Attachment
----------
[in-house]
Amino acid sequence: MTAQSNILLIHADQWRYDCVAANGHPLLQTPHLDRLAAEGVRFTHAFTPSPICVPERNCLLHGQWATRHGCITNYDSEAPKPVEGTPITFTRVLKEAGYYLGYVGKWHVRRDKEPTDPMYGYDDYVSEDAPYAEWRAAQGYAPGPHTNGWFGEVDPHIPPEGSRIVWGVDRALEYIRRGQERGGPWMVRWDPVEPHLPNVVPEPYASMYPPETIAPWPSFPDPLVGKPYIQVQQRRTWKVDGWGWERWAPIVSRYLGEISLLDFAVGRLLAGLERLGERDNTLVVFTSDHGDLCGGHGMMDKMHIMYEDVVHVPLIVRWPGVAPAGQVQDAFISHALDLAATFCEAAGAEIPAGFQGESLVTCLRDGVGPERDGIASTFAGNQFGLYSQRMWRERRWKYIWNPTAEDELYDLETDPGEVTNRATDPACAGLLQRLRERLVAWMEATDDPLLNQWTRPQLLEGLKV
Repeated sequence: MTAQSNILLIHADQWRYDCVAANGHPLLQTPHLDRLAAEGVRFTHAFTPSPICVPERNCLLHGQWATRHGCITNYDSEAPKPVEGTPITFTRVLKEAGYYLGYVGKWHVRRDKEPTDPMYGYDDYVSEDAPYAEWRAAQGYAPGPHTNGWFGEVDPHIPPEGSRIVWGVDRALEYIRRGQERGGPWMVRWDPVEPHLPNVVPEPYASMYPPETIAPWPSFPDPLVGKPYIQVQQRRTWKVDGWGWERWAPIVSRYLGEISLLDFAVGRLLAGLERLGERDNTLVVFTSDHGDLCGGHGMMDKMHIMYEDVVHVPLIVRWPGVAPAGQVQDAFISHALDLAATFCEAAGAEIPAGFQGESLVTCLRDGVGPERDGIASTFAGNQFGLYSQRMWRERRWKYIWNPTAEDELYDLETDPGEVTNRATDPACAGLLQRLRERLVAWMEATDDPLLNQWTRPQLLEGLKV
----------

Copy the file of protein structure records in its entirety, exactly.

[in-house]
Amino acid sequence: MTAQSNILLIHADQWRYDCVAANGHPLLQTPHLDRLAAEGVRFTHAFTPSPICVPERNCLLHGQWATRHGCITNYDSEAPKPVEGTPITFTRVLKEAGYYLGYVGKWHVRRDKEPTDPMYGYDDYVSEDAPYAEWRAAQGYAPGPHTNGWFGEVDPHIPPEGSRIVWGVDRALEYIRRGQERGGPWMVRWDPVEPHLPNVVPEPYASMYPPETIAPWPSFPDPLVGKPYIQVQQRRTWKVDGWGWERWAPIVSRYLGEISLLDFAVGRLLAGLERLGERDNTLVVFTSDHGDLCGGHGMMDKMHIMYEDVVHVPLIVRWPGVAPAGQVQDAFISHALDLAATFCEAAGAEIPAGFQGESLVTCLRDGVGPERDGIASTFAGNQFGLYSQRMWRERRWKYIWNPTAEDELYDLETDPGEVTNRATDPACAGLLQRLRERLVAWMEATDDPLLNQWTRPQLLEGLKV
Repeated sequence: MTAQSNILLIHADQWRYDCVAANGHPLLQTPHLDRLAAEGVRFTHAFTPSPICVPERNCLLHGQWATRHGCITNYDSEAPKPVEGTPITFTRVLKEAGYYLGYVGKWHVRRDKEPTDPMYGYDDYVSEDAPYAEWRAAQGYAPGPHTNGWFGEVDPHIPPEGSRIVWGVDRALEYIRRGQERGGPWMVRWDPVEPHLPNVVPEPYASMYPPETIAPWPSFPDPLVGKPYIQVQQRRTWKVDGWGWERWAPIVSRYLGEISLLDFAVGRLLAGLERLGERDNTLVVFTSDHGDLCGGHGMMDKMHIMYEDVVHVPLIVRWPGVAPAGQVQDAFISHALDLAATFCEAAGAEIPAGFQGESLVTCLRDGVGPERDGIASTFAGNQFGLYSQRMWRERRWKYIWNPTAEDELYDLETDPGEVTNRATDPACAGLLQRLRERLVAWMEATDDPLLNQWTRPQLLEGLKV